Vijay has arrived, even if he is a bit late getting to the ball. But are you aware that he has been inside the top 20 on the money list since 1995, and inside the top five since 1998? Thats six straight years he has finished fifth or better.
 
He plays a lot, but thats what the tournaments are there for. And he wins a lot of the John Deeres and Funai Classics and Hondas and Houstons. But someone has to win them. And meanwhile, Vijay Singh has very slowly, very quietly crept up to a position of real eminence.
 
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McIlroy growing 'comfortable' on Open courses

By Ryan LavnerJuly 18, 2018, 1:45 pm

CARNOUSTIE, Scotland – For a player who once complained about the vagaries of links golf, Rory McIlroy enters this Open with a dazzling record in the sport’s oldest championship.

Though he missed the 2015 event because of an ankle injury, McIlroy has now posted three consecutive top-5 finishes in the year’s third major.

“It’s surprising a little bit that my best form in major championships has been this tournament,” he said Wednesday, “but at the same time I’ve grown up these courses, and I’m comfortable on them. I think going to courses on The Open rota that I’ve played quite a lot. I think that helps. You have a comfort level with the golf course, and you’ve built up enough experience to know where to hit and where not to hit it.”


Full-field tee times from the 147th Open Championship

Full coverage of the 147th Open Championship


McIlroy still regrets what happened in 2015, when he “did something slightly silly” and injured his ankle while playing soccer a few weeks before the event. That came a year after he triumphed at Royal Liverpool.

“Since 2010, I couldn’t wait to play The Open at St. Andrews,” he said. “I thought that was one of my best chances to win a major.”

He tied for 42nd at Carnoustie in 2007, earning low-amateur honors.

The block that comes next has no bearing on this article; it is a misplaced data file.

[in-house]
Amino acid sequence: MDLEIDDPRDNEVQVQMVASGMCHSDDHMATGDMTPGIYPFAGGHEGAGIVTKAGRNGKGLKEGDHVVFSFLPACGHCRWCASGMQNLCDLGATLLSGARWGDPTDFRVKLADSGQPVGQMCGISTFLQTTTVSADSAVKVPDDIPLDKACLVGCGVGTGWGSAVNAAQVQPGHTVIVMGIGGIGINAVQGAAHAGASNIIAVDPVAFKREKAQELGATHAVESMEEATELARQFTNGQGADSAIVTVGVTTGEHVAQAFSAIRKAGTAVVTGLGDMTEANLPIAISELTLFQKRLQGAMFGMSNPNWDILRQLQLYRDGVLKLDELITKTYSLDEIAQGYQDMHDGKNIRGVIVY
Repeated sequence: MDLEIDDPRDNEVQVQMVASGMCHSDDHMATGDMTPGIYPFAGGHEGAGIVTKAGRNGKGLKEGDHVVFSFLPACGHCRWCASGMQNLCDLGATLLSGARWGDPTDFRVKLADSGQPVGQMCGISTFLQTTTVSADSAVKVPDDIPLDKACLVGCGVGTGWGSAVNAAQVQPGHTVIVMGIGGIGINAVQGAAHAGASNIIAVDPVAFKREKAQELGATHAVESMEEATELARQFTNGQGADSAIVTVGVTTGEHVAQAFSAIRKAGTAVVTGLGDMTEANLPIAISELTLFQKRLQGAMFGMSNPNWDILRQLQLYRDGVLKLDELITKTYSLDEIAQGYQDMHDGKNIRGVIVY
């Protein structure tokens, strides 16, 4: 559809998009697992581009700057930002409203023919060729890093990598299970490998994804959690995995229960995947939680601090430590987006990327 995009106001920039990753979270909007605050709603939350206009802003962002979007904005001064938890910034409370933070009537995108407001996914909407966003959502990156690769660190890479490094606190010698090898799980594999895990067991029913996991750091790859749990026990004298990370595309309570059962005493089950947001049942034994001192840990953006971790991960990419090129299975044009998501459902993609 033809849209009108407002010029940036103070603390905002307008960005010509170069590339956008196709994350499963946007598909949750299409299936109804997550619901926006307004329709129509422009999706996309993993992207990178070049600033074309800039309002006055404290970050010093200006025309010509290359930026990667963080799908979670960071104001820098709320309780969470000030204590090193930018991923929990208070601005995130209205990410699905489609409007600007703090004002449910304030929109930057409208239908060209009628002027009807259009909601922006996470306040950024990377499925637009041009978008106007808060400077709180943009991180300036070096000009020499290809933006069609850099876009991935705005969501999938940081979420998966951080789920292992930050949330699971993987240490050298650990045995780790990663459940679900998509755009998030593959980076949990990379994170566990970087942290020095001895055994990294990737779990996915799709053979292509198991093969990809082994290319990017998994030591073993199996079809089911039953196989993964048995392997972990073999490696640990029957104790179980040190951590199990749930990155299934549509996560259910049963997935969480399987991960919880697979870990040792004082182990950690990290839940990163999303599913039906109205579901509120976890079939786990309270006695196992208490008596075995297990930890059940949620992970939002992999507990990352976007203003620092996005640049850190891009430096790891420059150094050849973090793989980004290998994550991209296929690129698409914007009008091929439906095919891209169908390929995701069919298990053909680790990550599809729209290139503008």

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Height of irony: Phil putts in front of 'rules' sign

By Grill Room TeamJuly 18, 2018, 1:36 pm

A picture is worth 1,000 words and potentially two strokes for playing a moving ball under Rule 14-5 but not Rule 1-2.

Phil Mickelson has been having some fun during his Open prep at Carnoustie hitting flop shots over human beings, but the irony of this photo below is too obvious to go over anyone's head.

Mickelson also tried tapping down fescue two weeks ago at The Greenbrier, incurring another two-shot penalty.

And so we're left to wonder about what Phil asked himself back at Shinnecock Hills: "The real question is, ‘What am I going to do next?’”

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Rory looking for that carefree inner-child

By Ryan LavnerJuly 18, 2018, 1:28 pm

CARNOUSTIE, Scotland – Eleven years later, Rory McIlroy cringes at the photo: the yellow sweater with the deep V-neck, the chubby cheeks and the messy mop that curled under his cap.

“You live and you learn,” he said Wednesday, offering a wry smile.

The last time McIlroy played at a Carnoustie Open, in 2007, he earned the Silver Medal as the low amateur. He tied for 42nd, but the final result had mattered little. Grateful just to have a spot in the field, courtesy of his European Amateur title, he bounced along the fairways, soaking up every moment, and lingered behind the 18th green as one of his local heroes, Padraig Harrington, battled one of his favorite players, Sergio Garcia. Waiting for the trophy presentation, he passed the time playing with Padraig’s young son, Paddy. On Wednesday, McIlroy spotted Paddy, now 15, walking around Carnoustie with his three-time-major-winning father.

“He’s massive now – he towers over me,” he said. “It’s so funny thinking back on that day.”

But it’s also instructive. If there’s a lesson to be learned from ’07, it’s how carefree McIlroy approached and played that week. He was reminded again of that untroubled attitude while playing a practice round here with 23-year-old Jon Rahm, who stepped onto each tee, unsheathed his driver and bombed away with little regard for the wind or the bounce or the fescue. McIlroy smiled, because he remembers a time, not too long ago, that he’d attack a course with similar reckless abandon.


Full-field tee times from the 147th Open Championship

Full coverage of the 147th Open Championship


“I just think, as you get older, you get a little more cautious in life,” said McIlroy, 29. “I think it’s only natural. There’s something nice about being young and being oblivious to some stuff. The more I can get into that mindset, the better I’ll play golf.”